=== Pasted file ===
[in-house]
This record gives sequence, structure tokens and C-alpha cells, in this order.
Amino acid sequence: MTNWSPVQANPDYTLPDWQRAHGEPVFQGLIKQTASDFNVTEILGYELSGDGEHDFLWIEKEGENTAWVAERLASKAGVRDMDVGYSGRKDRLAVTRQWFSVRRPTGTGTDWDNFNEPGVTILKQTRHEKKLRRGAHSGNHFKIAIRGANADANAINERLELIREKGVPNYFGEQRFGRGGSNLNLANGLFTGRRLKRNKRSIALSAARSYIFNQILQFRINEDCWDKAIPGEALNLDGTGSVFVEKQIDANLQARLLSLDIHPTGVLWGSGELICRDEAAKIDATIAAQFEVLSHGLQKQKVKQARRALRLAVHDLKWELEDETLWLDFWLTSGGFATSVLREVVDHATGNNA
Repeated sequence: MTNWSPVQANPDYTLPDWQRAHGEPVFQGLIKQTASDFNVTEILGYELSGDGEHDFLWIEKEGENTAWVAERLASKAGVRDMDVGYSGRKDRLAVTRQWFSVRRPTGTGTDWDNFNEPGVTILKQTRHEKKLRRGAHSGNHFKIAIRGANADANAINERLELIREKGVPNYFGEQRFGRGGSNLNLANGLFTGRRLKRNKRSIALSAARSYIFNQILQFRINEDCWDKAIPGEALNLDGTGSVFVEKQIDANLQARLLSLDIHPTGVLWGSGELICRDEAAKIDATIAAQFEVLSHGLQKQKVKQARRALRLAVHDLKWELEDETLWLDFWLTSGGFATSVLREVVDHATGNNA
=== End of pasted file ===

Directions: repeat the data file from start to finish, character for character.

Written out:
[in-house]
This record gives sequence, structure tokens and C-alpha cells, in this order.
Amino acid sequence: MTNWSPVQANPDYTLPDWQRAHGEPVFQGLIKQTASDFNVTEILGYELSGDGEHDFLWIEKEGENTAWVAERLASKAGVRDMDVGYSGRKDRLAVTRQWFSVRRPTGTGTDWDNFNEPGVTILKQTRHEKKLRRGAHSGNHFKIAIRGANADANAINERLELIREKGVPNYFGEQRFGRGGSNLNLANGLFTGRRLKRNKRSIALSAARSYIFNQILQFRINEDCWDKAIPGEALNLDGTGSVFVEKQIDANLQARLLSLDIHPTGVLWGSGELICRDEAAKIDATIAAQFEVLSHGLQKQKVKQARRALRLAVHDLKWELEDETLWLDFWLTSGGFATSVLREVVDHATGNNA
Repeated sequence: MTNWSPVQANPDYTLPDWQRAHGEPVFQGLIKQTASDFNVTEILGYELSGDGEHDFLWIEKEGENTAWVAERLASKAGVRDMDVGYSGRKDRLAVTRQWFSVRRPTGTGTDWDNFNEPGVTILKQTRHEKKLRRGAHSGNHFKIAIRGANADANAINERLELIREKGVPNYFGEQRFGRGGSNLNLANGLFTGRRLKRNKRSIALSAARSYIFNQILQFRINEDCWDKAIPGEALNLDGTGSVFVEKQIDANLQARLLSLDIHPTGVLWGSGELICRDEAAKIDATIAAQFEVLSHGLQKQKVKQARRALRLAVHDLKWELEDETLWLDFWLTSGGFATSVLREVVDHATGNNA